Intel MDS Vulnerabilities: What You Need to Know

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Tech giants have published security advisories and blog posts in response to the Microarchitectural Data Sampling (MDS) vulnerabilities affecting most Intel processors made in the last decade.

The vulnerabilities are related to speculative execution and they can be exploited for side-channel attacks. Researchers started reporting the flaws to Intel in June 2018, but the chip maker said its own researchers found them first. Nevertheless, in addition to its own employees, Intel has credited researchers from several universities and companies for the security holes.

Researchers named the new attack methods ZombieLoad, RIDL (Rogue In-Flight Data Load), Fallout, and Store-to-Leak Forwarding. Intel has assigned them the following names and CVEs: Microarchitectural Fill Buffer Data Sampling (MFBDS, CVE-2018-12130), Microarchitectural Store Buffer Data Sampling (MSBDS, CVE-2018-12126), Microarchitectural Load Port Data Sampling (MLPDS, CVE-2018-12127), and Microarchitectural Data Sampling Uncacheable Memory (MDSUM, CVE-2018-11091).

The attack methods pose a threat to both PCs and cloud environments, and they allow hackers to get applications, the operating system, virtual machines and trusted execution environments to leak information, including passwords, website content, disk encryption keys and browser history. Attacks can be launched both by a piece of malware present on the targeted system and from the internet.

However, Intel says exploitation in a real-world attack is not an easy task and the attacker may not be able to obtain valuable information even if the exploit is successful.

The products of several major tech companies are impacted by the flaws and most of them have already published blog posts and advisories providing information on their impact and the availability of patches and mitigations.

Intel

Intel says its newer products, such as some 8th and 9th generation Core processors and 2nd generation Xeon Scalable processors, address these vulnerabilities at hardware level. Some of the other affected products have received or will receive microcode updates that should mitigate the flaws. The company has published a technical deep dive and a list that users can check to see if their processors will receive microcode updates.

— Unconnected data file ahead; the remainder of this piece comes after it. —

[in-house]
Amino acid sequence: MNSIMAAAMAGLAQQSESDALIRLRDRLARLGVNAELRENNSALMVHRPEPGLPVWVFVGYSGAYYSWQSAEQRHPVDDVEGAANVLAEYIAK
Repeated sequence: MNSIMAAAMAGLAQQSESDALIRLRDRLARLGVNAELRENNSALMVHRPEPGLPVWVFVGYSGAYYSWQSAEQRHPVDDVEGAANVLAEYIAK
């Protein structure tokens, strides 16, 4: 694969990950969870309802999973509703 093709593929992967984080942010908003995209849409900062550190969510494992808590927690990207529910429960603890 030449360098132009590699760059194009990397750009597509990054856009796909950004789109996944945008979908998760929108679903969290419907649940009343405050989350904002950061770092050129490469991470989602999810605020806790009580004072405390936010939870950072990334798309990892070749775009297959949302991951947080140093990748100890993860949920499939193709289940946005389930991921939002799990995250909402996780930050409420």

Intel says the mitigations should have minimal performance impact for a majority of PCs, but performance may be impacted in the case of data center workloads.

Disabling hyper-threading on vulnerable CPUs should prevent exploitation of the vulnerabilities.

Apple

Apple informed customers that macOS Mojave 10.14.5 and Security Update 2019-003 for Sierra and High Sierra include the option to enable full mitigation for the MDS attacks. Mojave 10.14.5 also includes a Safari update that should prevent exploitation from the internet.

Microsoft

Microsoft has started releasing software updates for Windows and deployed server-side fixes to its cloud services to mitigate the vulnerabilities. The company has pointed out that in addition to software updates, firmware updates are also required for full protection against attacks.

Microsoft has also released a PowerShell script that users can run on their systems to check the status of speculative execution mitigations.

Google